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Max Matherne

Doctoral Candidate: The University of Tennessee, 2016
M.A. History: The University of Tennessee, 2015
B.A. History: Grove City College, 2012.

Field of Study: Early American Republic

Research Interests: Political Cultures; History of Revolutions; Transatlantic Intellectual History; Jacksonian Democracy; Capitalism and Political Economy

Dissertation Title (Working): The Jacksonian Character: Patronage and Ideology in the Early American Republic

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Biography: I earned my BA in History from Grove City College in 2012, before coming to the University of Tennessee in 2013 to work with Dr. Daniel Feller. I am a PhD Candidate in 19th-Century American History, with a special interest in the history of American political thought. My dissertation, “The Jacksonian Character,” examines the seemingly mundane issue of political appointments and its significance for eighteenth- and nineteenth-century republican thought. I do this by situating Andrew Jackson’s political supporters in an intellectual longue dureé spanning both hemispheres of the Enlightenment-era Atlantic. Eighteenth-century  republican discourse depicted corrupt officeholders and their “aristocratic” masters as the greatest threats to political liberty. Between the Revolution and 1828, Americans crafted a theory of history that reified moral distinctions between the virtuous, independent “people” and the imagined sub-sects of conspiring “aristocrats” and supplicant “courtiers” who wielded power through government patronage. The first task of the Jackson administration was to extirpate any aristocratic fifth columns in their midst; they carried out this inquisitorial agenda with a ruthless purge of the Federal Civil Service. Jacksonian Democrats did not originally unite around matters of fiscal policy or white supremacy, then, but around an old and venerable “anti-establishment” republican tradition.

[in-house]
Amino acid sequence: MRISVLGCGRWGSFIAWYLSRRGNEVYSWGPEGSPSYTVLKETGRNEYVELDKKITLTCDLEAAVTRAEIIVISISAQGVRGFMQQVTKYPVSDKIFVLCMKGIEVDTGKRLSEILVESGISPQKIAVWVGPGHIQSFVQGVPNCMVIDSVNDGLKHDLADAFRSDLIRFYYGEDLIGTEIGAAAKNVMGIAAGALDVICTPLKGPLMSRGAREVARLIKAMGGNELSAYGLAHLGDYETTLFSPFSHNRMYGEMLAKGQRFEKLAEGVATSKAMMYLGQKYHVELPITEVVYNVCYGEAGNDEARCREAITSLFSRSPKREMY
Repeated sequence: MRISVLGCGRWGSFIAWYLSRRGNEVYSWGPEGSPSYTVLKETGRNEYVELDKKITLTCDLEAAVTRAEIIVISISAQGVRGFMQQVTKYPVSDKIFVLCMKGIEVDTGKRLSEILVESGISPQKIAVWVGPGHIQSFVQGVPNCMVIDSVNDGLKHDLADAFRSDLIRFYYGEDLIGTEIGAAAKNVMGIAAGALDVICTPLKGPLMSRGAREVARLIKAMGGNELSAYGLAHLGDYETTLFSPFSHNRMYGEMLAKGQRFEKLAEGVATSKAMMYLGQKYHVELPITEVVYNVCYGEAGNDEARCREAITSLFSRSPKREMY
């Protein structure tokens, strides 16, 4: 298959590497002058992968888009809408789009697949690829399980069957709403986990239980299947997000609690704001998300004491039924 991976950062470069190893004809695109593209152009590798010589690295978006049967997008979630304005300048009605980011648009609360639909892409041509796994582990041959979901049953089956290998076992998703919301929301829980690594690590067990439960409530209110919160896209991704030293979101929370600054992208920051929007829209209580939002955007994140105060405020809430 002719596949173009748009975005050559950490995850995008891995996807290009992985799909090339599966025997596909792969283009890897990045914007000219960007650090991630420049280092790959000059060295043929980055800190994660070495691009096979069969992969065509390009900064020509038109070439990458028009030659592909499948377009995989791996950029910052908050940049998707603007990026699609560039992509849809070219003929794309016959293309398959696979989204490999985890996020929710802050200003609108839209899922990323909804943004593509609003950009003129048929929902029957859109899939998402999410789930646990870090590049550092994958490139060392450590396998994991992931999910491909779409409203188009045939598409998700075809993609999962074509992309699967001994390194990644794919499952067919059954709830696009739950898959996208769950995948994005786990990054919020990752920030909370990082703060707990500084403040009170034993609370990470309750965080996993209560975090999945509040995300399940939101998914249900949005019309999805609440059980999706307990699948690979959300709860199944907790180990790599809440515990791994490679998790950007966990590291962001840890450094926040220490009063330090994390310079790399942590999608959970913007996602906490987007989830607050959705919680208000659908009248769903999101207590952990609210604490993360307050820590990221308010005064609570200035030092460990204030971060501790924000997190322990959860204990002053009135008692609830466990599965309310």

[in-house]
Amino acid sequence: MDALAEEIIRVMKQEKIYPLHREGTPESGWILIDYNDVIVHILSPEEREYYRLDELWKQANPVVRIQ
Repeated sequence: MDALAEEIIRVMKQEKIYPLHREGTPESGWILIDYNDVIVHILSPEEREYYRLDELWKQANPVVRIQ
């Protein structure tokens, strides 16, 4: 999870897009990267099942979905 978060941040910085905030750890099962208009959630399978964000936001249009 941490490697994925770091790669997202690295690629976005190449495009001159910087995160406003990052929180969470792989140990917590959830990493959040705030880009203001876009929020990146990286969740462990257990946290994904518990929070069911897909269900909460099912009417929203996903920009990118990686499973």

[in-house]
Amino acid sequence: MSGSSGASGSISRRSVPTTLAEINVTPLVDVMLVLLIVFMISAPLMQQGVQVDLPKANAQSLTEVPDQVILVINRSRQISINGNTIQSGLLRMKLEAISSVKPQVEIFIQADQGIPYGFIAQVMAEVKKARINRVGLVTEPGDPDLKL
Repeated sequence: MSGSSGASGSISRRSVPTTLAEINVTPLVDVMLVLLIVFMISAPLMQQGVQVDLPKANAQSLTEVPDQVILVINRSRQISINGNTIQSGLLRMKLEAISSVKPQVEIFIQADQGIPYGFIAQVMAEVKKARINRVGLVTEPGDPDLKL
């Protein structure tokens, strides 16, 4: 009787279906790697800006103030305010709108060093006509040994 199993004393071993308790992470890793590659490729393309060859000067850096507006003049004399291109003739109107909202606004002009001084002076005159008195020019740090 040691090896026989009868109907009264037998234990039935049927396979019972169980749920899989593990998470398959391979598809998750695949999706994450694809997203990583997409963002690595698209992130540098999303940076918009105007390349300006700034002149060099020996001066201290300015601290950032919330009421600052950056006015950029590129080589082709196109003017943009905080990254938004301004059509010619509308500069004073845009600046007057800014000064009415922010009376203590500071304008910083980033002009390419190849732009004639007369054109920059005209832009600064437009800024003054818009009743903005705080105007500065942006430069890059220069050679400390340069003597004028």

I am currently working with Dr. Ernest Freeberg on an oral history project chronicling the history of UT’s fight to maintain intellectual freedom, and organizing two spring symposiums for students and faculty members to relate their research to contemporary politics. I have given invited lectures on academic freedom, the continuing relevance of Jacksonian democracy, and Cold War-era American identity. During my time at the University of Tennessee, I have worked as a Research Assistant at the Papers of Andrew Jackson project, where I transcribed letters and summarized documents for forthcoming volumes.  I have also served as a TA for numerous courses, including American History since 1877, World Civilization since 1500, and both halves of the Western Civilization survey class.